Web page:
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Xamarin and Attachmate’s SUSE settle split-up, partner over Mono

Jul 18, 2011 — by Eric Brown — from the LinuxDevices Archive — 2 views

Attachmate's SUSE business unit announced a partnership with Xamarin, which formed to support the open source .NET clone “Mono” after Attachmate jettisoned the Mono team in May. The agreement grants Xamarin a broad license to all IP covering Mono products, including Mono for Android, and calls for Xamarin to provide technical support to SUSE customers using Mono-based products, says SUSE.

In November, Attachmate announced its intention to acquire Novell for $2.2 billion. Shortly after completing the acquisition in May, the company began letting Mono developers go. The dismissals were part of a larger round of layoffs at Novell, whose SUSE Linux operations were moved to Nuremberg.

Later that month, Mono Project founder and former GNOME founder Miguel de Icaza (pictured), launched a new venture called Xamarin. The company said it would develop products based on the open source .NET clone Mono, including the latest Mono for Android application. Although de Icaza said a possible spin-off had been discussed by Novell for some time, the abrupt layoffs appear to have caught the Mono team by surprise. (See farther below for Mono background.)

It was unclear at the time just how far Attachmate/SUSE would distance itself from Mono. As it turns out, not so much, as the former teammates have apparently smoothed over any hard feelings to form a broad partnership, licensing, and support agreement. In the agreement, Xamarin gains a broad, perpetual license to all intellectual property (IP)  covering Mono products, according to SUSE, which continues to maintain SUSE Enterprise Linux, among other products, while supporting the community-based OpenSUSE project.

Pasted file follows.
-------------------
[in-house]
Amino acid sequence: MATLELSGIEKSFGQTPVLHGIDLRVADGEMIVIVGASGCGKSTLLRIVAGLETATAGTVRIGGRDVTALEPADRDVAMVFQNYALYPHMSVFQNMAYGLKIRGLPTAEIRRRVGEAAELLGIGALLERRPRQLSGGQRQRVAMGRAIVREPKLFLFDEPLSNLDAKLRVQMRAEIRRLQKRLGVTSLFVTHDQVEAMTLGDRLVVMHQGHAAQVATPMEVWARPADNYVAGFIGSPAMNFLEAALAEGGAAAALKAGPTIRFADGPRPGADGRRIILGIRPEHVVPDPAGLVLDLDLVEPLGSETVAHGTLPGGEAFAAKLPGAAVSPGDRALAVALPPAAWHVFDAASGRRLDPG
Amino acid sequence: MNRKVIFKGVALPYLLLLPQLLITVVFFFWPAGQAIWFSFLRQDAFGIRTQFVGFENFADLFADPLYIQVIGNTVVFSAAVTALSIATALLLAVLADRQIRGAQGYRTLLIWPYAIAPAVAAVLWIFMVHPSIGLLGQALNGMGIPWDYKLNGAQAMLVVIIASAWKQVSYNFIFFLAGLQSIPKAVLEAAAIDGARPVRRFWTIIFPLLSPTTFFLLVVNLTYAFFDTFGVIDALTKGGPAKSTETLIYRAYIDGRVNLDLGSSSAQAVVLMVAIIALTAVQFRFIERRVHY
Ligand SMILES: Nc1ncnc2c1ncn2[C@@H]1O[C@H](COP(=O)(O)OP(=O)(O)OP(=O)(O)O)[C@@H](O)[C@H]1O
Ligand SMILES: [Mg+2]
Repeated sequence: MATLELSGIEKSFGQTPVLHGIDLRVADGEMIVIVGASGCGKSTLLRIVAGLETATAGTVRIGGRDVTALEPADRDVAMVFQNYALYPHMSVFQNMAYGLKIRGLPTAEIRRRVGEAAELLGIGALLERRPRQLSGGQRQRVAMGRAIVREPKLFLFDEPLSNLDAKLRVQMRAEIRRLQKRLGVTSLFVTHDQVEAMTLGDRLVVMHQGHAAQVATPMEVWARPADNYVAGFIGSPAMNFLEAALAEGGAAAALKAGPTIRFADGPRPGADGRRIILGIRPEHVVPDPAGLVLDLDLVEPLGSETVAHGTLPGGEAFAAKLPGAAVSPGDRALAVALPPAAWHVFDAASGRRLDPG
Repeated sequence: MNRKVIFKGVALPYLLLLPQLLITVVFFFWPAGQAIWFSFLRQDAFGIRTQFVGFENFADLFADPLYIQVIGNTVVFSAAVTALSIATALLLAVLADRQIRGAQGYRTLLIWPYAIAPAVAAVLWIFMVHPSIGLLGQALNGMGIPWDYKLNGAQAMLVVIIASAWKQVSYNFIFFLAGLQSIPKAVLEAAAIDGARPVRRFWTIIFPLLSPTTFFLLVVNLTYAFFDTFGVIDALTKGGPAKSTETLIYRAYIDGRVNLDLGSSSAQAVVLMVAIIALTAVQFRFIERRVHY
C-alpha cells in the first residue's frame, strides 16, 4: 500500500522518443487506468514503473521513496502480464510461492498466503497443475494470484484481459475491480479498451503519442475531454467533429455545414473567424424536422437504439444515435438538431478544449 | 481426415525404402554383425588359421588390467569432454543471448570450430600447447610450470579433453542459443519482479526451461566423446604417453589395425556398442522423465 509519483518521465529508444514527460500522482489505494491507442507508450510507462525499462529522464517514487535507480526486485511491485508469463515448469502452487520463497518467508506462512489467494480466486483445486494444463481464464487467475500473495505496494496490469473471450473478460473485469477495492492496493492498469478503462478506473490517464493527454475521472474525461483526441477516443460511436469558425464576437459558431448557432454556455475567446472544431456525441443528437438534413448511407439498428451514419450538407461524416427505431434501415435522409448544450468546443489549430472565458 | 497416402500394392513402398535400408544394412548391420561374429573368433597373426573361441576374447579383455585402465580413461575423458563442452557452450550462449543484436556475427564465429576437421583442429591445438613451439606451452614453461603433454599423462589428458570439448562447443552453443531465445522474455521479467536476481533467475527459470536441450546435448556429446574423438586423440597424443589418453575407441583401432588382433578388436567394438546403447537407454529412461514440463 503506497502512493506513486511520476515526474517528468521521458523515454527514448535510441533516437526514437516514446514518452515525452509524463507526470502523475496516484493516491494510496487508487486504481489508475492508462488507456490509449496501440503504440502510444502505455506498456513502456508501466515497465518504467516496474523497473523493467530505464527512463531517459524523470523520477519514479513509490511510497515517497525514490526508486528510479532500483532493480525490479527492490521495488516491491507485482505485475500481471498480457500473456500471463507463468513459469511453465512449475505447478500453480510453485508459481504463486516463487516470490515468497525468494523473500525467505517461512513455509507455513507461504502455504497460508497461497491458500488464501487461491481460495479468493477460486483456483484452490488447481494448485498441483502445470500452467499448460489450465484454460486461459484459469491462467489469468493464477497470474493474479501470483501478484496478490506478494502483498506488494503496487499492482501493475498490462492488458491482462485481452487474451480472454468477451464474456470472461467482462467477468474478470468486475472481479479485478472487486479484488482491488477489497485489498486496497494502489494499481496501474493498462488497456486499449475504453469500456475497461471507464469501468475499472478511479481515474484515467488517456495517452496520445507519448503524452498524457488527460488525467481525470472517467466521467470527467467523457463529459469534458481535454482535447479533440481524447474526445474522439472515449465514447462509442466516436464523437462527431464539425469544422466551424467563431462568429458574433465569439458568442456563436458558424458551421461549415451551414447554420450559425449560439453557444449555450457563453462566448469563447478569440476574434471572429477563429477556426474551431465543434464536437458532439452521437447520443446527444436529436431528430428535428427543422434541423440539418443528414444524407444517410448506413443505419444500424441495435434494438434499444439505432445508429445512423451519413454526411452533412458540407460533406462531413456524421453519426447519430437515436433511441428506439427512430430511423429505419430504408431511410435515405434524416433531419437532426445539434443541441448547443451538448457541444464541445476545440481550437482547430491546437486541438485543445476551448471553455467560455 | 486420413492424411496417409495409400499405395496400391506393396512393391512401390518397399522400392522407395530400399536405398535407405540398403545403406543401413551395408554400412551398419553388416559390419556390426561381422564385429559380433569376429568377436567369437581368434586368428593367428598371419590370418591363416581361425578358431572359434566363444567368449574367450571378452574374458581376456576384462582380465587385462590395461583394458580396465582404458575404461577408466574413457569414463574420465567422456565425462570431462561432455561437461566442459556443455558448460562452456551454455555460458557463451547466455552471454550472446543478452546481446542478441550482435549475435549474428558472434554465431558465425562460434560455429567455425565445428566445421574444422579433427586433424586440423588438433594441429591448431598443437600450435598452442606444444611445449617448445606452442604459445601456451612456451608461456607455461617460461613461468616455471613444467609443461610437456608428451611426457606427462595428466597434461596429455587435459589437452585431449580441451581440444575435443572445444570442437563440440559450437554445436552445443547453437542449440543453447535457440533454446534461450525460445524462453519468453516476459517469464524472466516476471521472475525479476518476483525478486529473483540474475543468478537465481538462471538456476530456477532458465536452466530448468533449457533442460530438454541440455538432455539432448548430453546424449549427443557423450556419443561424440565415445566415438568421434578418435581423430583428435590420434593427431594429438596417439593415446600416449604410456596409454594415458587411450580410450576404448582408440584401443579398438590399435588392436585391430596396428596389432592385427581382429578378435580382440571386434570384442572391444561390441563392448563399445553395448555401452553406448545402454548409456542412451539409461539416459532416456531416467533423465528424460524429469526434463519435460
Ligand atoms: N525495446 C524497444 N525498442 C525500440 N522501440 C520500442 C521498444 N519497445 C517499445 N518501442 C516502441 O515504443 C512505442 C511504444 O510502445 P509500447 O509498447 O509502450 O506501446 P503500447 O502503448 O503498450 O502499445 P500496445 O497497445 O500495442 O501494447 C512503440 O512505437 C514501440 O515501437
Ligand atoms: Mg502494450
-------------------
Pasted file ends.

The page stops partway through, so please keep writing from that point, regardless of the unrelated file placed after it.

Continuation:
Cited applications covered by the agreement include Mono, MonoTouch, Mono for Android, and Mono Tools for Visual Studio. In addition, Xamarin is said to now assume full stewardship of the Mono open source community project.

The agreement also calls for Xamarin to provide technical support to SUSE customers using Mono-based products, says the Attachmate business unit. The agreement is also said to ensure that current and future SUSE customers hosting applications on SUSE Linux Enterprise Mono Extension application server will continue to receive full commercial support from SUSE, backed by Xamarin.

Meanwhile, current SUSE customers using Mono developer tools will receive support and updates directly from Xamarin for the remainder of their subscription periods, says SUSE.

More on Mono

Mono is a free and open source project, formerly sponsored by Novell and prior to that by Ximian, which was acquired by Novell in 2003. Mono is an Ecma standard-compliant .NET-compatible set of tools, including a C# compiler and a Common Language Runtime.

The stated purpose of Mono is not only to be able to run Microsoft .NET applications cross-platform, but also to bring better development tools to Linux developers. Although Mono has become an important asset to enterprise open source developers, many in the open source community are wary of using the software, due to fears that its .NET foundation could lead to Microsoft patent lawsuits.

In May, de Icaza announced that Xamarin would continue to build a new commercial .NET offering for Android and iOS, as well as contribute, maintain, and develop Mono and Moonlight — a Microsoft Silverlight multimedia clone — under open source license.

Xamarin will first deliver the iPhone stack, followed by the Android stack, and then the Moonlight ports to both platforms. The new versions of .NET for the iPhone and Android will be source-compatible with MonoTouch and Mono for Android, and will similarly be commercial products built on top of Mono, according to de Icaza back in May.

The new partnership deal between SUSE and Attachmate appears to have been led by Nat Friedman, who was named Xamarin founder and CEO a week after Xamarin was announced by de Icaza. The two co-founded Ximian in 1999, and at Novell, Friedman was responsible for the highly acclaimed SUSE Studio, according to de Icaza.

Stated Xamarin's Friedman, "Xamarin was founded with a mission to delight developers with the world's best platform for mobile development. We're excited about the possibilities enabled by our partnership with SUSE and committed to helping current and future customers, our partners and the open source community."

Stated Nils Brauckmann, president and general manager of SUSE. "This partnership is a triple win — a win for SUSE, a win for Xamarin, but most importantly, a win for our customers, users and community."

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